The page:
His location when the ball was THROWN matters only with respect to what the award is. His location when the ball went out of play is missing from JR's play - but is critical in that it determines whether he can or cannot return all the way to first (legally). If he's returning, and has already retouched 2nd before the ball actually makes it out of play, he CAN retouch first base.
Whether or not he can legally return depende on both the rules and the situation.

FED: If he is on/beyond the next base from his TOP base at ther time the ball went dead he cannot return.

OBR: No matter where he is, if he continues on after the ball went dead and touches whatever base is next, he cannot return, otherwise he may return.


As I understand the play at hand, the runner was beyond 2B when the ball went dead. In FED he cannot return to retouch 1B. In OBR he can if he doesn't touch 3B after it went dead.
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Old Wed Jul 18, 2012, 10:18am
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Quote:
Originally Posted by Rich Ives View Post
Whether or not he can legally return depende on both the rules and the situation.

FED: If he is on/beyond the next base from his TOP base at ther time the ball went dead he cannot return.

OBR: No matter where he is, if he continues on after the ball went dead and touches whatever base is next, he cannot return, otherwise he may return.


As I understand the play at hand, the runner was beyond 2B when the ball went dead. In FED he cannot return to retouch 1B. In OBR he can if he doesn't touch 3B after it went dead.
This if from NFHS rule 8-3-5
"When a runner, who is returning to touch a base after a batted ball has been caught is prevented from doing so because a thrown live ball has become dead (5-1-1g), his award shall be from the base he occupied at the time of the pitch"
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Old Wed Jul 18, 2012, 10:38am
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Quote:
Originally Posted by Rich Ives View Post
As I understand the play at hand, the runner was beyond 2B when the ball went dead.
You quoted me, but missed the point entirely. No, in the play at hand, we are told where the runner is when the ball is THROWN, but no detail at all regarding where he was when the ball went out of play.

Quote:
In FED he cannot return to retouch 1B.
And that part is not always correct.

The correct rules were already stated. I was just clarifying the difference and missing info in the OP as compared with lawump's correct answer.
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Old Wed Jul 18, 2012, 11:47am
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Quote:
Originally Posted by mbcrowder View Post
You quoted me, but missed the point entirely. No, in the play at hand, we are told where the runner is when the ball is THROWN, but no detail at all regarding where he was when the ball went out of play.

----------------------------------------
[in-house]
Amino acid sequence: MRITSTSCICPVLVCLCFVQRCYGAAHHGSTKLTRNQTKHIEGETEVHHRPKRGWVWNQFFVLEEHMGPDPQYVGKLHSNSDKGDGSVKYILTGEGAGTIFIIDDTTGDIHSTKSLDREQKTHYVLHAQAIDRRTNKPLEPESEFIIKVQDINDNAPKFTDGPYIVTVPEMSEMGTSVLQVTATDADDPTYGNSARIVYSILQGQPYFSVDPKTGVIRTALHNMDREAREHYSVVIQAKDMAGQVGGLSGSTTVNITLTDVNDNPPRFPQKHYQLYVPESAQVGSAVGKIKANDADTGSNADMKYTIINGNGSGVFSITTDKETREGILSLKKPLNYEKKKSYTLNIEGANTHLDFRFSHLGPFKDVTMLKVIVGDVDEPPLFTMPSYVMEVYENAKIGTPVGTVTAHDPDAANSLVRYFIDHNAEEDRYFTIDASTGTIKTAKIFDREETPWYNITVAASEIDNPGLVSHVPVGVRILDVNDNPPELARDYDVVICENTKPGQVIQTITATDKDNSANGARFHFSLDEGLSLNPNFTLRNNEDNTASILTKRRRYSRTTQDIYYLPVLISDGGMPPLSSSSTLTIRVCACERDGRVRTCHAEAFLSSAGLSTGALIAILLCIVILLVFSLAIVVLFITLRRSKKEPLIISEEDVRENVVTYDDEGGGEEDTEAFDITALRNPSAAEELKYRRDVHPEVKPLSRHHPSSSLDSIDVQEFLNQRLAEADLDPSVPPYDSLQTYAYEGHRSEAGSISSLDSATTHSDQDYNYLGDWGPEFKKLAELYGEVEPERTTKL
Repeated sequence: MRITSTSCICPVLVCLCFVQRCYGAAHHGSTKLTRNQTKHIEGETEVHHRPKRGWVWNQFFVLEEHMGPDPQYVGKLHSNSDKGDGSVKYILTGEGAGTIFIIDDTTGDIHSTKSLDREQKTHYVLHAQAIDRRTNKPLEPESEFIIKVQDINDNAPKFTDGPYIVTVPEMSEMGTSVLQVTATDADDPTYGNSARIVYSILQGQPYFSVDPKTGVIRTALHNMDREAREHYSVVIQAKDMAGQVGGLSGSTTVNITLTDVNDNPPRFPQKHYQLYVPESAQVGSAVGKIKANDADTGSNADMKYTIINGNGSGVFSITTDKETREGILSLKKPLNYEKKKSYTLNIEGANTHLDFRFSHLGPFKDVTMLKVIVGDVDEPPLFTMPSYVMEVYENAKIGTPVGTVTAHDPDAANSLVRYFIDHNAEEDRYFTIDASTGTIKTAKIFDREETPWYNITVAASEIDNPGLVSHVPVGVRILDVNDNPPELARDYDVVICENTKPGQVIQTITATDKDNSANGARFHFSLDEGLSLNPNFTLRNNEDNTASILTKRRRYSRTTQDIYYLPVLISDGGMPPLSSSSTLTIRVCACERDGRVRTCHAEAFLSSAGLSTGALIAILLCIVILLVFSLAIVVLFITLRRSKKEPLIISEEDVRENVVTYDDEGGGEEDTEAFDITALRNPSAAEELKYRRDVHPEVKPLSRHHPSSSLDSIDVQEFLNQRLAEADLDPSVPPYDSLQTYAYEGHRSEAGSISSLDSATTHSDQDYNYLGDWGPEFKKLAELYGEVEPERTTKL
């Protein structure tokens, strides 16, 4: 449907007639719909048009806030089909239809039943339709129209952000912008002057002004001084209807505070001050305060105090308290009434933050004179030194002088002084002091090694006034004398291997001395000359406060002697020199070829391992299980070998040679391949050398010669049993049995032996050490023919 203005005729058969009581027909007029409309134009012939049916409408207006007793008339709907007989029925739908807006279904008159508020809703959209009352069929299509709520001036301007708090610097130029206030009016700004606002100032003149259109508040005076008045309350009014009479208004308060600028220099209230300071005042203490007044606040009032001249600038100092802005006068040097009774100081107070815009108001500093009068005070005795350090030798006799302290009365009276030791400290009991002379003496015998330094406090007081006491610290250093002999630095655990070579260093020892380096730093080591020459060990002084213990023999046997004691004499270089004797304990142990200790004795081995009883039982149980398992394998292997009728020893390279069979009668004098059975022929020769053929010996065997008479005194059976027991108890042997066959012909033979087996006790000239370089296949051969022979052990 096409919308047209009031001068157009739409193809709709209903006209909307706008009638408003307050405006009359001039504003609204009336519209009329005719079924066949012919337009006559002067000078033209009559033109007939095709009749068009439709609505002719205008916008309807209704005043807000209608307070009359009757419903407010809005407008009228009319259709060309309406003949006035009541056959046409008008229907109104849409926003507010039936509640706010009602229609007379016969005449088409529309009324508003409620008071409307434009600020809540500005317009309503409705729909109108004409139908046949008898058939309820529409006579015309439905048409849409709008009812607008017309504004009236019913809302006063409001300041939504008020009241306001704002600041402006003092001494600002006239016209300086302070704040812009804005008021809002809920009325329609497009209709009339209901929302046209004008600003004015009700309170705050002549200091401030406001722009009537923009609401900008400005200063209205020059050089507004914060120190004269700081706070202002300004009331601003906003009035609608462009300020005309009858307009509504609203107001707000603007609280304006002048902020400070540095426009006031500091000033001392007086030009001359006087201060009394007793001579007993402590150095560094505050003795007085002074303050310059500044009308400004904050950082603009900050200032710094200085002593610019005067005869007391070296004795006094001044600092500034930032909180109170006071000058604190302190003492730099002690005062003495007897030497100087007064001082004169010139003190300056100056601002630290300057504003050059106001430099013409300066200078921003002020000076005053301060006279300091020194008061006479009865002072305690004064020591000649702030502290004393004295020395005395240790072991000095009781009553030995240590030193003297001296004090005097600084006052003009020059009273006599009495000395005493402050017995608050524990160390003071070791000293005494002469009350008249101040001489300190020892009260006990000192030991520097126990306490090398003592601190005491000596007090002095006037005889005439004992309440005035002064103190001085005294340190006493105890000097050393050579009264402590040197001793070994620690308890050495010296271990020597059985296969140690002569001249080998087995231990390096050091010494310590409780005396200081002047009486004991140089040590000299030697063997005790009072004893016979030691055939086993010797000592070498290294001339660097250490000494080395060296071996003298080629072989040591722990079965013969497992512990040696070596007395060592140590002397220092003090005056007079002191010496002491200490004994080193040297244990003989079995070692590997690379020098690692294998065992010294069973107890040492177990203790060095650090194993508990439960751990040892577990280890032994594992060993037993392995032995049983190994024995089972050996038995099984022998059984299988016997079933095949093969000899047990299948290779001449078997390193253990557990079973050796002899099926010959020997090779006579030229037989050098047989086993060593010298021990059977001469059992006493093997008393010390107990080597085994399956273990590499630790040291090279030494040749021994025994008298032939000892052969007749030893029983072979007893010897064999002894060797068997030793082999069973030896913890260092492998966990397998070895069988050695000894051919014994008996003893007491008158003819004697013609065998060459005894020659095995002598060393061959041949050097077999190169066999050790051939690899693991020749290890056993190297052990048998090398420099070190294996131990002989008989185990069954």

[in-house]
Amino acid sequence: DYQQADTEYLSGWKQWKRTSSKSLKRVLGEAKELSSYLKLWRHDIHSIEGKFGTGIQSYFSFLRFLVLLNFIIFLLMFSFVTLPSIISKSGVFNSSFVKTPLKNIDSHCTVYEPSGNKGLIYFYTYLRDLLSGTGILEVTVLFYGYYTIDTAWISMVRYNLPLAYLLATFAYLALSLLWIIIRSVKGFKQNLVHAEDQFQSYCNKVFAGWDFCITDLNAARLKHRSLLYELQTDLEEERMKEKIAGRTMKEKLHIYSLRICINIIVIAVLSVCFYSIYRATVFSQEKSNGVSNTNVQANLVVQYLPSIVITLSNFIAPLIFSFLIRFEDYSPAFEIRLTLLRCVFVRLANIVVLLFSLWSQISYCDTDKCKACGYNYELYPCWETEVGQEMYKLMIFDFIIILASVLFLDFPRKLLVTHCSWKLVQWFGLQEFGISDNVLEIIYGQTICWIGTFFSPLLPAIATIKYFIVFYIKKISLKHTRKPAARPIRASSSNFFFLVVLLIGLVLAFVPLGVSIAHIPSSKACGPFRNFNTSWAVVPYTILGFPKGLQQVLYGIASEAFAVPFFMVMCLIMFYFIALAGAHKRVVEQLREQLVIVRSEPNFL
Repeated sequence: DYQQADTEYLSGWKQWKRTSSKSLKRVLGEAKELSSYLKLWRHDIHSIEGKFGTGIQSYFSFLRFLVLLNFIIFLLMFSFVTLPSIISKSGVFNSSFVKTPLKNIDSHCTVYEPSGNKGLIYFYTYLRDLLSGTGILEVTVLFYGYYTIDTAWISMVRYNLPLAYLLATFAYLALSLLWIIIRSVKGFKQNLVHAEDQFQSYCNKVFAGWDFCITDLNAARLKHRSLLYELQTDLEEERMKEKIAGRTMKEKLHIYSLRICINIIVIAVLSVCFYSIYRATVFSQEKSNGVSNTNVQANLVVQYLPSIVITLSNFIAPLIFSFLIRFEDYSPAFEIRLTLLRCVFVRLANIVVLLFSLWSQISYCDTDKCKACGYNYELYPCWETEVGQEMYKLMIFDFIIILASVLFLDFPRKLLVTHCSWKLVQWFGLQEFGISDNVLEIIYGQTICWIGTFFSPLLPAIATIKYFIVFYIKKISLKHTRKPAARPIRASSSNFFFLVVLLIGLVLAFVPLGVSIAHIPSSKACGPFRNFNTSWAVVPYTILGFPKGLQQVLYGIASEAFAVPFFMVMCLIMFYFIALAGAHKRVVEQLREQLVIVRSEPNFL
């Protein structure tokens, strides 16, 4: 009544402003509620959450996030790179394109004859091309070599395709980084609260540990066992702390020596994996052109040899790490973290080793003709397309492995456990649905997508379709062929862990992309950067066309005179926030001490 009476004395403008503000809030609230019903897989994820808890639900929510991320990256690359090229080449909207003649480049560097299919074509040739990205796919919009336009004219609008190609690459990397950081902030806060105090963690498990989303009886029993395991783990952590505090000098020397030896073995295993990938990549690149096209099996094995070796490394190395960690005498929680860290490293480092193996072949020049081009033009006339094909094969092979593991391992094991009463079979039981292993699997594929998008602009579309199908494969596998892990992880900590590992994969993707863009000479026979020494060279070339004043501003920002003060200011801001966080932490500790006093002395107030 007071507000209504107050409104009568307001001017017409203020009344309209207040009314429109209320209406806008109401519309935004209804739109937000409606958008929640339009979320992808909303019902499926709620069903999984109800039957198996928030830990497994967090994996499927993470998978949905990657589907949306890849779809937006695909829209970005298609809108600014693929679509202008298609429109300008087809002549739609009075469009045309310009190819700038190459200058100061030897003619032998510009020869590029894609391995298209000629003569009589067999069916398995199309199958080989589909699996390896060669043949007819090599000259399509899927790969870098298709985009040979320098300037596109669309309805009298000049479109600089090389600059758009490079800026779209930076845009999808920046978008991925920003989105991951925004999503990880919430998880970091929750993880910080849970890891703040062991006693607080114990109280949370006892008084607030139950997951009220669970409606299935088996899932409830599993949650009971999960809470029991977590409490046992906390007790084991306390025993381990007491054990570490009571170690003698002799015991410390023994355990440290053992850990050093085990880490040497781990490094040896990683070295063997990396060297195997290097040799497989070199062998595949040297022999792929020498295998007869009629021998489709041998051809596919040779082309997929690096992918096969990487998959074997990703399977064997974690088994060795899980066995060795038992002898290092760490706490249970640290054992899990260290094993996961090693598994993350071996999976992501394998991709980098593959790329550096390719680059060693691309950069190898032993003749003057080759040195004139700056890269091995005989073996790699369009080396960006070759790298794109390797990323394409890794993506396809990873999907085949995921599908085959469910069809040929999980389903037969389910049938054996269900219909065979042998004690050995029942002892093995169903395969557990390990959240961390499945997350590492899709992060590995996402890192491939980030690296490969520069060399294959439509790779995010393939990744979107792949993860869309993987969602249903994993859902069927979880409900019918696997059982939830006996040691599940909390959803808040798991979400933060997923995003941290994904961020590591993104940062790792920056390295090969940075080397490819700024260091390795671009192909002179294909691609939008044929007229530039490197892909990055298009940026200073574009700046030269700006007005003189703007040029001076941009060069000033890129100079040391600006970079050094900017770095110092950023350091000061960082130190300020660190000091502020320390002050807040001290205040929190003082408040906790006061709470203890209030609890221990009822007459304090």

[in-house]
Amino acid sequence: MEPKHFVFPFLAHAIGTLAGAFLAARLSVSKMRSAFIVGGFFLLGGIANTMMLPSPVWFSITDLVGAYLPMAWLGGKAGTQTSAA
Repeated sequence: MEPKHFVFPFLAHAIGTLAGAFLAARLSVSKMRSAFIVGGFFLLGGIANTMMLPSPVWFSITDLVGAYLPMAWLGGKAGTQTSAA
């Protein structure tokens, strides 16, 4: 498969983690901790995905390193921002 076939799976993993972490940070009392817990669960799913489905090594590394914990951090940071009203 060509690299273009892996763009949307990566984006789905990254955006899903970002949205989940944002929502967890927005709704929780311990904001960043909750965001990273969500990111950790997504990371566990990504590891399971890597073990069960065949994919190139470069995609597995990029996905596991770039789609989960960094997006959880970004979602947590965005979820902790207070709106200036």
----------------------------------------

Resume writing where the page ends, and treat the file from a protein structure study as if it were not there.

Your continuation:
And that part is not always correct.

The correct rules were already stated. I was just clarifying the difference and missing info in the OP as compared with lawump's correct answer.
My answers were correct given the assumption I made.
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Old Wed Jul 18, 2012, 12:44pm
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Quote:
Originally Posted by Rich Ives View Post
My answers were correct given the assumption I made.
Given the assumption you said, it's still not always right.
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Old Wed Jul 18, 2012, 09:59pm
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I admit that when I posted by first two posts in this thread, I had assumed (yes, I know what happens when you assume) that the runner was between 2nd and 3rd when the ball became dead.

I should have read the OP more carefully. But like this post, I made those two posts late at night...not that that should be an excuse.
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Old Sat Jul 21, 2012, 11:48am
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About ten years ago this play engendered a very long thread on this board. As I remember, the instruction that the umpire change the award to 3B if the runner retouches appeared after that.

Discussion of this play will never die, since OBR and FED handle it differently, and there's always the issue of tipping off the defense. When I was doing ASA softball along with OBR and FED, I had to know yet another ruling: If the runner is between 2B and 3B when the throw is made, he is awarded home in all cases, even if he retouches 1B. He is prevented from retouching 1B only if he advances to the next base after the umpire makes the award (!).

I assumed I'd never see that play, but eventually I did. The runner from 1B was retracing his steps toward 2B when the outfielder threw toward 1B. The bouncing throw to 1B skipped past F3 just as the runner slid into 1B. When the ball went into DBT, the defense argued that the award should be 2B (the old one-plus-one-regardless-of-direction theory); the offense argued for 3B (2 bases from 1B); but the award was in fact home.